Tell me about this car
At its core the Subaru XV is a jacked-up Impreza. That’s not necessarily a bad thing, with SUVs being a winner in our current market and the latest Impreza being a Wheels Car of the Year finalist in 2017. With the XV sharing much with a car we’ve already lauded and melding it with off-road mechanicals and electronics from the larger Subaru Forester, its prospects look good from the outset.
And the car we’re reviewing here is the XV 2.0i-S, the leather-upholstered, feature-rich flagship of the XV family. As the best-equipped, most luxuriously-appointed model in the range, the 2.0i-S already boasts plenty of out-of-the-box appeal. And so it should, given its $35,240 retail sticker – a pricetag that puts it up against larger SUVs like the Honda CR-V.
Does it justify the expense?
- Interior packaging. The XV’s cabin is roomy and spacious, just like the Impreza hatch that it’s based upon. During our test, the XV hauled four adults and their ski gear to the Victorian Alps with ease. If you enjoy the occasional lengthy road trip with friends or family, the XV is a comfortable means of travel.
- All-wheel drive traction. Subaru’s marketing material really rams the virtues of its all-wheel drive system down your throat, but the hype is justified thanks to the XV’s confidence-inspiring traction in wet and potentially-treacherous driving conditions. Driven through slushy skifield access roads the XV’s drivetrain never slipped or stumbled, and the snow chains stayed in the boot.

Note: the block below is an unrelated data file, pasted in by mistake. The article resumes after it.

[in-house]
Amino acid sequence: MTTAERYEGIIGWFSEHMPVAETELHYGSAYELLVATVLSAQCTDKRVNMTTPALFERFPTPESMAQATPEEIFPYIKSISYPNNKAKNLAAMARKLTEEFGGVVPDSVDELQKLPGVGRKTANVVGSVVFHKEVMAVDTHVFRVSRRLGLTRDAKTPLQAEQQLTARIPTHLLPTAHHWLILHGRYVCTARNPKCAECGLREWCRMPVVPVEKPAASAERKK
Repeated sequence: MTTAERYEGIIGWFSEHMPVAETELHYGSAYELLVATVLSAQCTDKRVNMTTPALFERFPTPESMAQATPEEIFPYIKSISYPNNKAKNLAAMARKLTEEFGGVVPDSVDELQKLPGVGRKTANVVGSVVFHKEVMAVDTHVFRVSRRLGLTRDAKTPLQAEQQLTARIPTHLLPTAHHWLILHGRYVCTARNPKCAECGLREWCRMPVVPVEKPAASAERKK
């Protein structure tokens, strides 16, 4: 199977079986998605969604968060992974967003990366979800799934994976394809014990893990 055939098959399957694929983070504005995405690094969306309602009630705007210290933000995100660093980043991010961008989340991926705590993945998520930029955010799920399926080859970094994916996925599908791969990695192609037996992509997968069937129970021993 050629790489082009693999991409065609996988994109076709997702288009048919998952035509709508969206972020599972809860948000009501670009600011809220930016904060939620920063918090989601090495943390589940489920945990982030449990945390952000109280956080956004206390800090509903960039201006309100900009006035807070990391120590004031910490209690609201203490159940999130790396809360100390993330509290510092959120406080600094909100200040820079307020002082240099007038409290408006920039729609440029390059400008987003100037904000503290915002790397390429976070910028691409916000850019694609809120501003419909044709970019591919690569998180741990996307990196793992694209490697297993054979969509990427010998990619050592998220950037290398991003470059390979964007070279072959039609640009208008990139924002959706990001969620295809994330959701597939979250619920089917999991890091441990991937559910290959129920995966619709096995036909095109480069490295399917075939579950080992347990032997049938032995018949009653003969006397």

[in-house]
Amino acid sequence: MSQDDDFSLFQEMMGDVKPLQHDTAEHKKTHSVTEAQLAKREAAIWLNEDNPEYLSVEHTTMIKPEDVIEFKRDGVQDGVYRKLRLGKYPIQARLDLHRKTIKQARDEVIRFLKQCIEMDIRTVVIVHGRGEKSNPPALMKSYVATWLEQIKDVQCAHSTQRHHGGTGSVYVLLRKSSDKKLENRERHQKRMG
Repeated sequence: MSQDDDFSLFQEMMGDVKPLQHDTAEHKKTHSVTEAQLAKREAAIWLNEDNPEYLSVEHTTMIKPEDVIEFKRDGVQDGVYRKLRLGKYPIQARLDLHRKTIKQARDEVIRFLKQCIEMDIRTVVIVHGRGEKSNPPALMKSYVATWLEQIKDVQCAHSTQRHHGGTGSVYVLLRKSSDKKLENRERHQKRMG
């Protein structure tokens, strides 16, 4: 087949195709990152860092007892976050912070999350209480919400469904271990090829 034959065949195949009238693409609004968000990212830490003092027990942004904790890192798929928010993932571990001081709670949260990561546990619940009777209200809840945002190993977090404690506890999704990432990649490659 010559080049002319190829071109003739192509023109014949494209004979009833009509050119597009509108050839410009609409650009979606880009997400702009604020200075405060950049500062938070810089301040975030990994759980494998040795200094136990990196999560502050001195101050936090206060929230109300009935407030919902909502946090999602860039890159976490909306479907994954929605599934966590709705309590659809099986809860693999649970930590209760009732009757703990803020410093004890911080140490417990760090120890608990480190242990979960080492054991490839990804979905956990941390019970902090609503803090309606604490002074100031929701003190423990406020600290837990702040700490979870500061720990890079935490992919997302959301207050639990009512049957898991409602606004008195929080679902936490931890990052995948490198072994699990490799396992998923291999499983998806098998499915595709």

- Active safety. Subaru’s “EyeSight” electronic safety suite is standard on the 2.0i-S (and indeed, every XV variant bar the base model), and brings autonomous emergency braking, lane departure warning, pedestrian detection, blind spot monitoring and the convenience of active cruise control.
- Dynamics. The XV may have an increased ride height over its Impreza sibling (220mm ground clearance), but that hasn’t butchered the cars dynamic ability. The XV retains much of the Impreza’s impressive chassis dynamics, and is enhanced in the high-grade 2.0i-S by brake torque vectoring that helps improve cornering performance by lightly braking the inside wheels when turning.
- Weak engine/gearbox combination. The biggest let-down with the XV is its lacklustre 115kW/196Nm 2.0-litre naturally-aspirated four-cylinder engine and the CVT transmission. The combination is lethargic when accelerating from a standstill, and highway overtaking moves require careful planning to ensure a safe pass is completed.
- Boot space is comparatively tight for a small SUV, with a seats-up capacity of 310 litres that grows to 765 litres with the 60/40 rear seats folded down. For comparative purposes, small hatchbacks like the Volkswagen Golf can carry around 350 litres of cargo.
- Road noise. On smooth well-groomed roads the XV cabin is a perfectly amicable place to be. However on coarse-chip roads the tyre roar is considerable, and wind noise at highway speeds is noticeable and tiring over longer distances.
- Sensitive safety equipment. While the XV 2.0i-S has an extensive safety suite, it’s prone to generate lots of warnings and notifications while driving. On one hand it’s good that it’s constantly looking out for potential danger, but it often responds too early and gives what many may consider to be a false warning. That’s not only annoying and frustrating, but also potentially dangerous if owners either become complacent and ignore the system’s alerts, or elect to deactivate some safety features altogether